It could well be that Syria is behind the latest bombing – although every such incident, beginning with the Hariri assassination, has only led to a further erosion of Syria's fading influence in Lebanon and a further isolation of Syria's ruling regime. Perhaps that regime, led by the dullard son of a former leader, is stupid enough to keep following a policy of violent aggression that is patently against its own best interests and only does it harm; after all, the American regime, led by the dullard son of a former leader, is stupid enough to do precisely this, on a massive scale, year after year.

But there are many other players in the dirty game of proxy war which foreign powers have long been staging on Lebanese soil; and Lebanon's own domestic politics, rife with unresolved conflicts spawned by years of civil war, is a fertile seedbed of factional violence. Yet the automatic assumption that every political murder in Lebanon is the work of Syria remains the unalterable basis of every mainstream news story on the subject. Once again, AbuKhalil does us yeoman service in showing the true, complex and many-shaded reality that lies behind the boilerplate.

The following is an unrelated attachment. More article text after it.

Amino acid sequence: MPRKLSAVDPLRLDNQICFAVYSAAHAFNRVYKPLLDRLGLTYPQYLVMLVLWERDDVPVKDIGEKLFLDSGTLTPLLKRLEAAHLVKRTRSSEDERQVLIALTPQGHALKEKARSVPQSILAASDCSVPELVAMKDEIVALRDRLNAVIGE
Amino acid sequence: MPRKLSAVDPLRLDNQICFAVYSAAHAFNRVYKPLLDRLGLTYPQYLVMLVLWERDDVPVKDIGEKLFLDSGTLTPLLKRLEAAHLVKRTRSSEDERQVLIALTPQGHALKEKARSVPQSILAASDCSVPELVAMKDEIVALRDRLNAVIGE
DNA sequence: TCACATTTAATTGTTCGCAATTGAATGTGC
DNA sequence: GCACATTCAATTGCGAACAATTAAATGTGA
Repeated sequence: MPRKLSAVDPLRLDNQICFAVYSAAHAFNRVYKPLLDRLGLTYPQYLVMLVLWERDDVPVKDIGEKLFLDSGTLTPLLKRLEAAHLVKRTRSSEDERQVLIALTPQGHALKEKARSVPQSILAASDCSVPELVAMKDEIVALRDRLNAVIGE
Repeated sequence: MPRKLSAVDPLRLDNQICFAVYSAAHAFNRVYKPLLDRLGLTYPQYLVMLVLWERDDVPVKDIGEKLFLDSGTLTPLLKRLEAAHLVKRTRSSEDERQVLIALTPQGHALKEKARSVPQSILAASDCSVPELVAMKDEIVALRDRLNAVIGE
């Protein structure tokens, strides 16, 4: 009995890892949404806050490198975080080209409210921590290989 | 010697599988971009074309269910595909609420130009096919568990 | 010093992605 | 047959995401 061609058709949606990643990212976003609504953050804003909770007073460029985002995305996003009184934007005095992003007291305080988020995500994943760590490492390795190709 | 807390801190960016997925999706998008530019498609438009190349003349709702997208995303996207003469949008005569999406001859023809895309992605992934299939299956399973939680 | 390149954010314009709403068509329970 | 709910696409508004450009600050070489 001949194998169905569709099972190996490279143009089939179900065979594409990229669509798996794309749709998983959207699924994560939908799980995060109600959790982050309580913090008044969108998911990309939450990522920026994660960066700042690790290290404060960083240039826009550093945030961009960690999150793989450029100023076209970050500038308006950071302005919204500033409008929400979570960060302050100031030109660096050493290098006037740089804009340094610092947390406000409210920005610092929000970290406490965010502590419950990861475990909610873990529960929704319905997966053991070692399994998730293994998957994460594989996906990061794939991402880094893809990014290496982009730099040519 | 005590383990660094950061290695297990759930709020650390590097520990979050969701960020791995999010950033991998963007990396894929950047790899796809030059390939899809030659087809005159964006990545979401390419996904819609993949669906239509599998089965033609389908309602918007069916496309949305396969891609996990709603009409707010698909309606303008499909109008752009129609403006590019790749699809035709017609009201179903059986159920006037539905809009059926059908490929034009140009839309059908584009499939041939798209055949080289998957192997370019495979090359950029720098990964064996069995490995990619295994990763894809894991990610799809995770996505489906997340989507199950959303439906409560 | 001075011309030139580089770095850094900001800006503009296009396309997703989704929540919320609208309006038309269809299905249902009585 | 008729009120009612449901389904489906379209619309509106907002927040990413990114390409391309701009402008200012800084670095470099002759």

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Comments (1)add comment

a guest said:

Automatic assumptions...
The article says "the automatic assumption that every political murder in Lebanon is the work of Syria remains the unalterable basis of every mainstream news story". But this is not true. There have been assassinations in Lebanon over the past year which have been universally attributed to Israel.

There is an automatic assumption that when an anti-Syrian figure of some stature is assassinated, it's the work of the Syrians; when a pro-Syrian or pro-Hezbollah figure of some stature is assassinated, it is generally assumed to be the work of Israel.

Though this might not always end up being correct, it seems like a pretty sensible pair of assumptions to me.

I'm not sure Syria loses credibility because of such assassinations. Syria certainly gains credibility as a ruthless fighting force, and that might be all they need to cow their enemies into submission. And there's always the possibility that thsi will help them make a deal that involves peace with Israel and helping the US in Iraq in return for the Golan Heights and hegemony over Lebanon. The more chaos there is in Lebanon, the more people will tend to happily look back upon the good old days when Syria ran the place, but at least there was some degree of order. Think Russia under Putin, or perhaps even Iraq under Saddam.
June 14, 2007
Votes: +0